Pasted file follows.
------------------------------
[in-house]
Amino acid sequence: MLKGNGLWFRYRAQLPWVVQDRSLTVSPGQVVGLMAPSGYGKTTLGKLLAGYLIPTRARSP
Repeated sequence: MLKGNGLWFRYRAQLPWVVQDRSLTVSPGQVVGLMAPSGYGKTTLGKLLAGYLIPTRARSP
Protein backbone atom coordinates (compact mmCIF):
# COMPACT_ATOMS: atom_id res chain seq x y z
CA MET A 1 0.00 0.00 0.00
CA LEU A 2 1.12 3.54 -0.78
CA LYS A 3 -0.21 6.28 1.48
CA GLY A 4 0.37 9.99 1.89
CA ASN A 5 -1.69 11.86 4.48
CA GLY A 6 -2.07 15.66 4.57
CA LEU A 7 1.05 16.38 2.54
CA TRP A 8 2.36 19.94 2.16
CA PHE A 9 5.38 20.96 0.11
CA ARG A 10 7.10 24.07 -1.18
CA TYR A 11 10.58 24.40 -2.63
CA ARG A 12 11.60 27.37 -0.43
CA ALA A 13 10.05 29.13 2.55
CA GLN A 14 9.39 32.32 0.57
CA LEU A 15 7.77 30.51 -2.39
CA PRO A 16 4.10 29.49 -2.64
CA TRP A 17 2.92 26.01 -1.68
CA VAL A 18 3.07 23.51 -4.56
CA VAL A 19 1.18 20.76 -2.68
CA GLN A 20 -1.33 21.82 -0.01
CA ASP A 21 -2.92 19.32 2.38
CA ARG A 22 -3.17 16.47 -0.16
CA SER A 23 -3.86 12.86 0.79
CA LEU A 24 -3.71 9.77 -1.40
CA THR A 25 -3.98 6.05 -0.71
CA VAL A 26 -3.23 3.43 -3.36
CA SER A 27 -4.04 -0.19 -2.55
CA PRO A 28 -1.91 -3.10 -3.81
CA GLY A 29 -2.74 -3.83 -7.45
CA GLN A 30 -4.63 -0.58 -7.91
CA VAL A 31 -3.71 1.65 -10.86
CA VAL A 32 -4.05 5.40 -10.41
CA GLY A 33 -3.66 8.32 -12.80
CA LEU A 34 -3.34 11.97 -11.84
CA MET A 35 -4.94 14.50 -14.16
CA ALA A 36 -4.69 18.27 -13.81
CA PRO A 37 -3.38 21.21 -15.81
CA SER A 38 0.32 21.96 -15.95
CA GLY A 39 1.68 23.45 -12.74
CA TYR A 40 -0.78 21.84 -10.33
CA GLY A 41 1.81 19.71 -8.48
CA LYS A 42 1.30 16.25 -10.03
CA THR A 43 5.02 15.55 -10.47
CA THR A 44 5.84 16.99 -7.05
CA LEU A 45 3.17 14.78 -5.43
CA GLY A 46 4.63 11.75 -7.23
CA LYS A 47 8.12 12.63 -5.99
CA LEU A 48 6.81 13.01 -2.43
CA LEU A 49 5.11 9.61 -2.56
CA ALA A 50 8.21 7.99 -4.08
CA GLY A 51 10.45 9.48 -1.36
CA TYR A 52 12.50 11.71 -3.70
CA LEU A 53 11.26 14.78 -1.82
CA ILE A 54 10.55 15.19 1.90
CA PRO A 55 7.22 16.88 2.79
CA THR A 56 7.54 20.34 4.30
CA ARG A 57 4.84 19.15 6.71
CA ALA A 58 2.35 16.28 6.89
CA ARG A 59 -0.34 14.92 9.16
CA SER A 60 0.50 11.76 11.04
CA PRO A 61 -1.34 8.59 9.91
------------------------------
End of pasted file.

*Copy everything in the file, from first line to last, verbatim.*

[in-house]
Amino acid sequence: MLKGNGLWFRYRAQLPWVVQDRSLTVSPGQVVGLMAPSGYGKTTLGKLLAGYLIPTRARSP
Repeated sequence: MLKGNGLWFRYRAQLPWVVQDRSLTVSPGQVVGLMAPSGYGKTTLGKLLAGYLIPTRARSP
Protein backbone atom coordinates (compact mmCIF):
# COMPACT_ATOMS: atom_id res chain seq x y z
CA MET A 1 0.00 0.00 0.00
CA LEU A 2 1.12 3.54 -0.78
CA LYS A 3 -0.21 6.28 1.48
CA GLY A 4 0.37 9.99 1.89
CA ASN A 5 -1.69 11.86 4.48
CA GLY A 6 -2.07 15.66 4.57
CA LEU A 7 1.05 16.38 2.54
CA TRP A 8 2.36 19.94 2.16
CA PHE A 9 5.38 20.96 0.11
CA ARG A 10 7.10 24.07 -1.18
CA TYR A 11 10.58 24.40 -2.63
CA ARG A 12 11.60 27.37 -0.43
CA ALA A 13 10.05 29.13 2.55
CA GLN A 14 9.39 32.32 0.57
CA LEU A 15 7.77 30.51 -2.39
CA PRO A 16 4.10 29.49 -2.64
CA TRP A 17 2.92 26.01 -1.68
CA VAL A 18 3.07 23.51 -4.56
CA VAL A 19 1.18 20.76 -2.68
CA GLN A 20 -1.33 21.82 -0.01
CA ASP A 21 -2.92 19.32 2.38
CA ARG A 22 -3.17 16.47 -0.16
CA SER A 23 -3.86 12.86 0.79
CA LEU A 24 -3.71 9.77 -1.40
CA THR A 25 -3.98 6.05 -0.71
CA VAL A 26 -3.23 3.43 -3.36
CA SER A 27 -4.04 -0.19 -2.55
CA PRO A 28 -1.91 -3.10 -3.81
CA GLY A 29 -2.74 -3.83 -7.45
CA GLN A 30 -4.63 -0.58 -7.91
CA VAL A 31 -3.71 1.65 -10.86
CA VAL A 32 -4.05 5.40 -10.41
CA GLY A 33 -3.66 8.32 -12.80
CA LEU A 34 -3.34 11.97 -11.84
CA MET A 35 -4.94 14.50 -14.16
CA ALA A 36 -4.69 18.27 -13.81
CA PRO A 37 -3.38 21.21 -15.81
CA SER A 38 0.32 21.96 -15.95
CA GLY A 39 1.68 23.45 -12.74
CA TYR A 40 -0.78 21.84 -10.33
CA GLY A 41 1.81 19.71 -8.48
CA LYS A 42 1.30 16.25 -10.03
CA THR A 43 5.02 15.55 -10.47
CA THR A 44 5.84 16.99 -7.05
CA LEU A 45 3.17 14.78 -5.43
CA GLY A 46 4.63 11.75 -7.23
CA LYS A 47 8.12 12.63 -5.99
CA LEU A 48 6.81 13.01 -2.43
CA LEU A 49 5.11 9.61 -2.56
CA ALA A 50 8.21 7.99 -4.08
CA GLY A 51 10.45 9.48 -1.36
CA TYR A 52 12.50 11.71 -3.70
CA LEU A 53 11.26 14.78 -1.82
CA ILE A 54 10.55 15.19 1.90
CA PRO A 55 7.22 16.88 2.79
CA THR A 56 7.54 20.34 4.30
CA ARG A 57 4.84 19.15 6.71
CA ALA A 58 2.35 16.28 6.89
CA ARG A 59 -0.34 14.92 9.16
CA SER A 60 0.50 11.76 11.04
CA PRO A 61 -1.34 8.59 9.91